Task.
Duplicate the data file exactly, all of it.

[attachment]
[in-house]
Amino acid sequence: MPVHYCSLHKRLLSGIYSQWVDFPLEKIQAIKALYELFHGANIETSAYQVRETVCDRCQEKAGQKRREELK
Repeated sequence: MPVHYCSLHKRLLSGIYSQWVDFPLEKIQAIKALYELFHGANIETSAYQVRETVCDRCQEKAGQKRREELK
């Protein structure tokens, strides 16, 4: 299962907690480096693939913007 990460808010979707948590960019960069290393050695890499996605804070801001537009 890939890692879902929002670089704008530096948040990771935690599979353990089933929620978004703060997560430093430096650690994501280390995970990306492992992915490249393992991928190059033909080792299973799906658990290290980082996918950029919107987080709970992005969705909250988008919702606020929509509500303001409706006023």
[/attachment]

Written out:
[in-house]
Amino acid sequence: MPVHYCSLHKRLLSGIYSQWVDFPLEKIQAIKALYELFHGANIETSAYQVRETVCDRCQEKAGQKRREELK
Repeated sequence: MPVHYCSLHKRLLSGIYSQWVDFPLEKIQAIKALYELFHGANIETSAYQVRETVCDRCQEKAGQKRREELK
């Protein structure tokens, strides 16, 4: 299962907690480096693939913007 990460808010979707948590960019960069290393050695890499996605804070801001537009 890939890692879902929002670089704008530096948040990771935690599979353990089933929620978004703060997560430093430096650690994501280390995970990306492992992915490249393992991928190059033909080792299973799906658990290290980082996918950029919107987080709970992005969705909250988008919702606020929509509500303001409706006023």